We seem to be frequently coming back to the topic of insertable or injectable, self-propelling, steerable “minisubmarines”, and it seems Stanford University is not to be left out in the quest with this project which they have been talking about this week.
We’ve covered endoscopic robots quite extensively in recent weeks, including one intended for internalisation in the intestine which is to be driven by external MRI and can apparently be “steered”, or at least somewhat orientated. Find that one here. Then there was the endoscopically inserted crab-like gizmo which could be seen grasping and excising suspicious lesions on the intestinal wall. Of course we covered the swallowable endoscopic camera recently with a piece of research that rather suggested it missed too many lesions.
Now researchers at Stanford’s Engineering department have come up with what they describe in a press release as a tiny, wirelessly powered, self-propelled medical device capable of controlled motion through a fluid-blood more specifically.
The device was presented this week by assistant professor Ada Poon at the International Solid-State Circuits Conference (ISSCC). Her concept is similar (as far as we understand it) to the MRI-driven gizmo mentioned earlier in that it can be powered wirelessly using electromagnetic radio waves. No batteries to wear out. No cables needed to provide power.
From the Stanford press release, Poon comments “Such devices could revolutionize medical technology. Applications include everything from diagnostics to minimally invasive surgeries.”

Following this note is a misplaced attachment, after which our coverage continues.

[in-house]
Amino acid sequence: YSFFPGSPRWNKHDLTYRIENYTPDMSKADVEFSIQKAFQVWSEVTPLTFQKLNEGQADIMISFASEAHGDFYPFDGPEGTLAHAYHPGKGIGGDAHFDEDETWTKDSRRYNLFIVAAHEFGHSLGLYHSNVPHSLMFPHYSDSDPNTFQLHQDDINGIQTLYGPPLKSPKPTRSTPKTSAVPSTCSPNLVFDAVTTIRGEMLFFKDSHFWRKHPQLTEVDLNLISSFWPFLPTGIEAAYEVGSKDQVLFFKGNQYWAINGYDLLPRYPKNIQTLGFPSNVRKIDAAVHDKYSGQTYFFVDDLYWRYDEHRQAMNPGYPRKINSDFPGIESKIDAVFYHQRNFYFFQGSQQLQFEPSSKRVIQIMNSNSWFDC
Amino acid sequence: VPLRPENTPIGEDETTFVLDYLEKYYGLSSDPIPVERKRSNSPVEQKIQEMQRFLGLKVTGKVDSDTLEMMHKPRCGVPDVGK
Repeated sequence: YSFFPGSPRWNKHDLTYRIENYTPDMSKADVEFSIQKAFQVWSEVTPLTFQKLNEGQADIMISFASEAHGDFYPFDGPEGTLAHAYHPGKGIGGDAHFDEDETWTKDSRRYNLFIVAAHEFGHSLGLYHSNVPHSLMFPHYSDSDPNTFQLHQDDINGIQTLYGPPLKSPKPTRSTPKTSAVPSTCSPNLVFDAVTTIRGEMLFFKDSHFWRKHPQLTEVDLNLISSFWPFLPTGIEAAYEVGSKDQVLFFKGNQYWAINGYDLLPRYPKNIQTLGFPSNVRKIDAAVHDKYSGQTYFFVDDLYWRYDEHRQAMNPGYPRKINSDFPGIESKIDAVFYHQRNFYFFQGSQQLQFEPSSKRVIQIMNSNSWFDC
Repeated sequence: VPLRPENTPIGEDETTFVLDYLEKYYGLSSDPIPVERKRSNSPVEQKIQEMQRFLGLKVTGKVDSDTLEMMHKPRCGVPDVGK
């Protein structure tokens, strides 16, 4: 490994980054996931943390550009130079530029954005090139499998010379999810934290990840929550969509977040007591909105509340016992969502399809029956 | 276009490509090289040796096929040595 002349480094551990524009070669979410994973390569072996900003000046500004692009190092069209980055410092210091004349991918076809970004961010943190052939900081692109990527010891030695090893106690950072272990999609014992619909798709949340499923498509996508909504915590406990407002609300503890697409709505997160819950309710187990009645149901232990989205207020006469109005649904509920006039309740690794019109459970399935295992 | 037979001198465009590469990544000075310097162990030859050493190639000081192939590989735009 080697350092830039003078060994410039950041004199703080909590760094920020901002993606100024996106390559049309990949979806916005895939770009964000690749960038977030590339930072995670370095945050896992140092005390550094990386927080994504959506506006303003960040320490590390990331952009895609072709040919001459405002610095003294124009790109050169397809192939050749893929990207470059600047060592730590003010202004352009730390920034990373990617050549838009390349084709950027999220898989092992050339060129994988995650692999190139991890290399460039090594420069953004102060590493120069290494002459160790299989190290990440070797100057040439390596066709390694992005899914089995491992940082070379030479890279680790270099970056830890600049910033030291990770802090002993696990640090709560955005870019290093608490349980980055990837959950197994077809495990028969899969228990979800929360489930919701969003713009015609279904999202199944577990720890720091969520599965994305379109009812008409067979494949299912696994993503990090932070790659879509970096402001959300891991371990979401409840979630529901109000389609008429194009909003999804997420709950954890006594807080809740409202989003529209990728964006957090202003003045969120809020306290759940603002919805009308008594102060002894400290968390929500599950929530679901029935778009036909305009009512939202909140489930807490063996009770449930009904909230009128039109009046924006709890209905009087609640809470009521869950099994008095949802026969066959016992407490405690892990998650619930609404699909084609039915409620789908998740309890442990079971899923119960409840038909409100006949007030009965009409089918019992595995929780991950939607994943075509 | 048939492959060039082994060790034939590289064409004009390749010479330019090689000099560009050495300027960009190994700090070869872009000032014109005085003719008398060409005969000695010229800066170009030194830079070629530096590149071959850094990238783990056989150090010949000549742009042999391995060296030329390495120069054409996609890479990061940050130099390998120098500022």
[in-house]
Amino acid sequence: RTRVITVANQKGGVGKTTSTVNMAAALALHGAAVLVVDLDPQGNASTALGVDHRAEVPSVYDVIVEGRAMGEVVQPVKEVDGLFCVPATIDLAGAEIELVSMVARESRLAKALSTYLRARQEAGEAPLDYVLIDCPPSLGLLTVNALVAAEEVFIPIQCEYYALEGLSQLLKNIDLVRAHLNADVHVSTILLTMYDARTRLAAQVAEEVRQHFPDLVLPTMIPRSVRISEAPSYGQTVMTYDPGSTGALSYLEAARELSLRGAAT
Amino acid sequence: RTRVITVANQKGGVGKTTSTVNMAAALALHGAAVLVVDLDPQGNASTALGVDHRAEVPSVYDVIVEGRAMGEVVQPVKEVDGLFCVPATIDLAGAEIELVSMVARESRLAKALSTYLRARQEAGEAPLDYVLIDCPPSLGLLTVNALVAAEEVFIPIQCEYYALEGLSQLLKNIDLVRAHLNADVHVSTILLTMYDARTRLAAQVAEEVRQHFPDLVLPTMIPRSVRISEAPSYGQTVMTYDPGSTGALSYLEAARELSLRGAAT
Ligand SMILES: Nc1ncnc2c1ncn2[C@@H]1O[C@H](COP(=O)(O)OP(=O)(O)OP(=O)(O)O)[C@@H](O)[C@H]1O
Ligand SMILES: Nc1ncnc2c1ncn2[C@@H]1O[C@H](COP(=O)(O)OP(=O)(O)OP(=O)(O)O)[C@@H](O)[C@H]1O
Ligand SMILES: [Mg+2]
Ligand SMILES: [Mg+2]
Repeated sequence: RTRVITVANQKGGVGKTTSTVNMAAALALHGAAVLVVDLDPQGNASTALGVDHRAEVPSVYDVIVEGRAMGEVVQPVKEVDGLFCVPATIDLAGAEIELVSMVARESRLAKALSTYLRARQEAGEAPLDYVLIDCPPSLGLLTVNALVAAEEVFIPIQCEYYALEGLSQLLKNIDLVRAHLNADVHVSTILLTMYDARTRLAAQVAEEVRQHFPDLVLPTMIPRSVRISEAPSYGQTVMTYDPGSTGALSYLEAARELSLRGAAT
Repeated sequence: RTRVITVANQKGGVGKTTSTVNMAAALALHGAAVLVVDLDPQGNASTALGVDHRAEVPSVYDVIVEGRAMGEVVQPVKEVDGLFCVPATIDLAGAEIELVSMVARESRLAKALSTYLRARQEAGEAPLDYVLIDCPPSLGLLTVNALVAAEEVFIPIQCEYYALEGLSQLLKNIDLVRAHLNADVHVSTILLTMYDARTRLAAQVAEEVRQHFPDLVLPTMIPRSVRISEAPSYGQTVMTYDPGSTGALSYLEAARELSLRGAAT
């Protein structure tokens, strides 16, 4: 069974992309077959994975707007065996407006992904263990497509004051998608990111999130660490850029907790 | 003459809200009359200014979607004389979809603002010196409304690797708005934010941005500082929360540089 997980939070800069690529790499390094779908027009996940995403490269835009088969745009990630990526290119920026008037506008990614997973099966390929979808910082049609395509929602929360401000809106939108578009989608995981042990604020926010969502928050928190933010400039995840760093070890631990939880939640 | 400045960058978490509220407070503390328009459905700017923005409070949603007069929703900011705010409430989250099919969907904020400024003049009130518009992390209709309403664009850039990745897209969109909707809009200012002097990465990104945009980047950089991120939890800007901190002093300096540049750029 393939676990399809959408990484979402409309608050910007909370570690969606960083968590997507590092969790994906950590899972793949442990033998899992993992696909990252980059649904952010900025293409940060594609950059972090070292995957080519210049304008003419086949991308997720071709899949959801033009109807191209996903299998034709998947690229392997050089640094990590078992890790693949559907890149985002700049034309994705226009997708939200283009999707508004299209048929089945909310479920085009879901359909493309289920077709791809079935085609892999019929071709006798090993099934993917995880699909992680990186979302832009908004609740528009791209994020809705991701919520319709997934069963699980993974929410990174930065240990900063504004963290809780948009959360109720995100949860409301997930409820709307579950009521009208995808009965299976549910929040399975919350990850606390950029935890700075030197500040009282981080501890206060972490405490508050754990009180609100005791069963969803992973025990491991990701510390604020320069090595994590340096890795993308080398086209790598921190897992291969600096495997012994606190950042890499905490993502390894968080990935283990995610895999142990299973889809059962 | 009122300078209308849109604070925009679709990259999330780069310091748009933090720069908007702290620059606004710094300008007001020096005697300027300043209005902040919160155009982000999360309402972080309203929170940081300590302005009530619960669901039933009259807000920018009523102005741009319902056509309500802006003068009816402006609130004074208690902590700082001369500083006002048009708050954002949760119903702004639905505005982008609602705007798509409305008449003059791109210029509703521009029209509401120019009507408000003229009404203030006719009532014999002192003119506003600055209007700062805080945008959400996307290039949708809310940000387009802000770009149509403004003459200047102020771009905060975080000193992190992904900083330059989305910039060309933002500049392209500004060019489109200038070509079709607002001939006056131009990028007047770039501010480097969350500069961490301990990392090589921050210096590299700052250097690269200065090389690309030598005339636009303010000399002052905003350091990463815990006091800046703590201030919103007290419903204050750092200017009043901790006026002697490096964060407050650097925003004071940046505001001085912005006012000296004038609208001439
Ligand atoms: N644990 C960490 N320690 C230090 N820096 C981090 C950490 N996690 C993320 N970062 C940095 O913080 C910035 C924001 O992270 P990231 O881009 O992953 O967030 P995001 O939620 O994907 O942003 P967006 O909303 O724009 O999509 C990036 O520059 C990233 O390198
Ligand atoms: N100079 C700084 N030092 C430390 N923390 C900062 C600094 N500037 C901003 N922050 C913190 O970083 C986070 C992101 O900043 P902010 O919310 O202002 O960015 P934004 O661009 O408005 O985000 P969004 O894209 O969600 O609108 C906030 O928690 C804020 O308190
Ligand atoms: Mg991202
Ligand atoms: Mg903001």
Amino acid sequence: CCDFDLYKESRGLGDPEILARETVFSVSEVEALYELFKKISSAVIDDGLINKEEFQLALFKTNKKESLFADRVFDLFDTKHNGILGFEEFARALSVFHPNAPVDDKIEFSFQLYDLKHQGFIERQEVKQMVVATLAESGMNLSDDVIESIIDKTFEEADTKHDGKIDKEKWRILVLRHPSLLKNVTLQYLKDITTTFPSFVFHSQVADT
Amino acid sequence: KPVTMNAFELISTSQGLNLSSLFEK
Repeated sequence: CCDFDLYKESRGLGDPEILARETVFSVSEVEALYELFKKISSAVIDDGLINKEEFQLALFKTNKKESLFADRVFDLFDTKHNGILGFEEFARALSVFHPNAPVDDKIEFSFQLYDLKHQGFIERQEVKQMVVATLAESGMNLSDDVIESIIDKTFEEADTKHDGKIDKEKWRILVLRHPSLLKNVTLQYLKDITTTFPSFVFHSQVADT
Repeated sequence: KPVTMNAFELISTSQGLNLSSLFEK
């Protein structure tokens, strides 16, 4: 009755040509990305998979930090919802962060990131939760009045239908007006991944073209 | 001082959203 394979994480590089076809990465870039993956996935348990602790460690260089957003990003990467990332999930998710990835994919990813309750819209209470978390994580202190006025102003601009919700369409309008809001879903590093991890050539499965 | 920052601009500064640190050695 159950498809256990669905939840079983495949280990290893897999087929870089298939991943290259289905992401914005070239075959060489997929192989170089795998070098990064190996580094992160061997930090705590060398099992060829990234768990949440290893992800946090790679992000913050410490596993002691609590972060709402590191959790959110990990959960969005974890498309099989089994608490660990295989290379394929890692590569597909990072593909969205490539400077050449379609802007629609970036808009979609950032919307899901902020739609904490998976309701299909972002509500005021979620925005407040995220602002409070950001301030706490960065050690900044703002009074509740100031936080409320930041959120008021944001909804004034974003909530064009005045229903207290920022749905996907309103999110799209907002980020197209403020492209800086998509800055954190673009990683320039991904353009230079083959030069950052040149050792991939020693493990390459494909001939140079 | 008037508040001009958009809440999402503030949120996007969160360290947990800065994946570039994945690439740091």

While potential applications seem numerous we’re rather taken with the idea of a family of devices with specific purposes, rather like mini Thunderbirds (showing our age). Imagine the one with the drill on the front to penetrate the toughest plaque (The “Mole”), or the one like Thunderbird 3 capable of delivering a payload like for example a stent.. or a dose of a particular drug to a particular locale.
Avoiding bulky batteries
“While we have gotten very good at shrinking electronic and mechanical components of implants, energy storage has lagged in the move to miniaturize,” said co-author Teresa Meng, a professor of electrical engineering and of computer science at Stanford.
The Stanford release states that the idea of implantable medical devices is not new, but most of today’s implements are challenged by power because of the required battery size. Large, heavy batteries must be replaced periodically. Fully half the volume of most of these devices is consumed by battery. One idea, covered recently here for application to a static device such as a pacemaker, was to use the body’s own energy to provide drive.
Poon’s devices however consist of a radio transmitter outside the body sending signals to an independent device inside the body that picks up the signal with an antenna of coiled wire. The transmitter and the antenna are magnetically coupled such that any change in current flow in the transmitter produces a voltage in the coiled wire — or, more accurately, it induces a voltage. The power is transferred wirelessly. The electricity runs electronics on the device and propels it through the bloodstream, if so desired.
Clever stuff, deliberately dumbed down to schoolboy level for our bit of friday fun.
Source: Stanford University